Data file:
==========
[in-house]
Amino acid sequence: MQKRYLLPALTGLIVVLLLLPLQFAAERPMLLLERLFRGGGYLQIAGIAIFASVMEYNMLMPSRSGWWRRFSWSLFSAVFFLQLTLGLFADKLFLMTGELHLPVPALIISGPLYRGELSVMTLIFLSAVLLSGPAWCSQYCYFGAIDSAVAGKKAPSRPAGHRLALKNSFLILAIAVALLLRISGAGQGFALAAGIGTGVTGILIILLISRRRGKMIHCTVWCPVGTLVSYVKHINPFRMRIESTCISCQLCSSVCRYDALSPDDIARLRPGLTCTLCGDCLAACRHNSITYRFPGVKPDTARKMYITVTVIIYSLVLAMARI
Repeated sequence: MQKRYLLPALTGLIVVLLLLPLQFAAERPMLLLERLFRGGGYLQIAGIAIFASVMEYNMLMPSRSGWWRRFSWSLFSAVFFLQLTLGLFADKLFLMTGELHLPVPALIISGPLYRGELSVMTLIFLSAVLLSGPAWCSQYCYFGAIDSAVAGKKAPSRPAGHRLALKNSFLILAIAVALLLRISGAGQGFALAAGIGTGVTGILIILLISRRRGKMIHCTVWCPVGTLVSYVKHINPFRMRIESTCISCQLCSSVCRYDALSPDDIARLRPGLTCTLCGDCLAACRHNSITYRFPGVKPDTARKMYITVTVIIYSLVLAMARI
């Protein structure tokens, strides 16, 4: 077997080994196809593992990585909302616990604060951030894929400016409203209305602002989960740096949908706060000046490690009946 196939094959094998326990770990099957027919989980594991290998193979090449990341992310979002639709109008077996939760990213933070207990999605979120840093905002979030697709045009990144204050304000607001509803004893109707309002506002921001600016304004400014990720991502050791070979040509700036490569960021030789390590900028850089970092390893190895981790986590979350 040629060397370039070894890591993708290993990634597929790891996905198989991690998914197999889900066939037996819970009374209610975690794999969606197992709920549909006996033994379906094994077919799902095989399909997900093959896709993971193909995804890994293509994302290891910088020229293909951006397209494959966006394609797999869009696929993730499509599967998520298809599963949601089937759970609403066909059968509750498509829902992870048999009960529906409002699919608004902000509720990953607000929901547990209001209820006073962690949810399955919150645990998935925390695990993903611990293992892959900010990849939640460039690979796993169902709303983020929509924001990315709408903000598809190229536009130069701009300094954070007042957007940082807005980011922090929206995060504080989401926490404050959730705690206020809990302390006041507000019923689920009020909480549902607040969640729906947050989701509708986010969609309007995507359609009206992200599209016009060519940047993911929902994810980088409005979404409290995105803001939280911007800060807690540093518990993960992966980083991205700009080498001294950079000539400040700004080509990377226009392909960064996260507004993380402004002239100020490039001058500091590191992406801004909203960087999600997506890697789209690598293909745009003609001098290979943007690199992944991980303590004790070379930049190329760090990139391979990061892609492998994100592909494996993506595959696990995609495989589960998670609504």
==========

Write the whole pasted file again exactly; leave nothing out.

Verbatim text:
[in-house]
Amino acid sequence: MQKRYLLPALTGLIVVLLLLPLQFAAERPMLLLERLFRGGGYLQIAGIAIFASVMEYNMLMPSRSGWWRRFSWSLFSAVFFLQLTLGLFADKLFLMTGELHLPVPALIISGPLYRGELSVMTLIFLSAVLLSGPAWCSQYCYFGAIDSAVAGKKAPSRPAGHRLALKNSFLILAIAVALLLRISGAGQGFALAAGIGTGVTGILIILLISRRRGKMIHCTVWCPVGTLVSYVKHINPFRMRIESTCISCQLCSSVCRYDALSPDDIARLRPGLTCTLCGDCLAACRHNSITYRFPGVKPDTARKMYITVTVIIYSLVLAMARI
Repeated sequence: MQKRYLLPALTGLIVVLLLLPLQFAAERPMLLLERLFRGGGYLQIAGIAIFASVMEYNMLMPSRSGWWRRFSWSLFSAVFFLQLTLGLFADKLFLMTGELHLPVPALIISGPLYRGELSVMTLIFLSAVLLSGPAWCSQYCYFGAIDSAVAGKKAPSRPAGHRLALKNSFLILAIAVALLLRISGAGQGFALAAGIGTGVTGILIILLISRRRGKMIHCTVWCPVGTLVSYVKHINPFRMRIESTCISCQLCSSVCRYDALSPDDIARLRPGLTCTLCGDCLAACRHNSITYRFPGVKPDTARKMYITVTVIIYSLVLAMARI
């Protein structure tokens, strides 16, 4: 077997080994196809593992990585909302616990604060951030894929400016409203209305602002989960740096949908706060000046490690009946 196939094959094998326990770990099957027919989980594991290998193979090449990341992310979002639709109008077996939760990213933070207990999605979120840093905002979030697709045009990144204050304000607001509803004893109707309002506002921001600016304004400014990720991502050791070979040509700036490569960021030789390590900028850089970092390893190895981790986590979350 040629060397370039070894890591993708290993990634597929790891996905198989991690998914197999889900066939037996819970009374209610975690794999969606197992709920549909006996033994379906094994077919799902095989399909997900093959896709993971193909995804890994293509994302290891910088020229293909951006397209494959966006394609797999869009696929993730499509599967998520298809599963949601089937759970609403066909059968509750498509829902992870048999009960529906409002699919608004902000509720990953607000929901547990209001209820006073962690949810399955919150645990998935925390695990993903611990293992892959900010990849939640460039690979796993169902709303983020929509924001990315709408903000598809190229536009130069701009300094954070007042957007940082807005980011922090929206995060504080989401926490404050959730705690206020809990302390006041507000019923689920009020909480549902607040969640729906947050989701509708986010969609309007995507359609009206992200599209016009060519940047993911929902994810980088409005979404409290995105803001939280911007800060807690540093518990993960992966980083991205700009080498001294950079000539400040700004080509990377226009392909960064996260507004993380402004002239100020490039001058500091590191992406801004909203960087999600997506890697789209690598293909745009003609001098290979943007690199992944991980303590004790070379930049190329760090990139391979990061892609492998994100592909494996993506595959696990995609495989589960998670609504």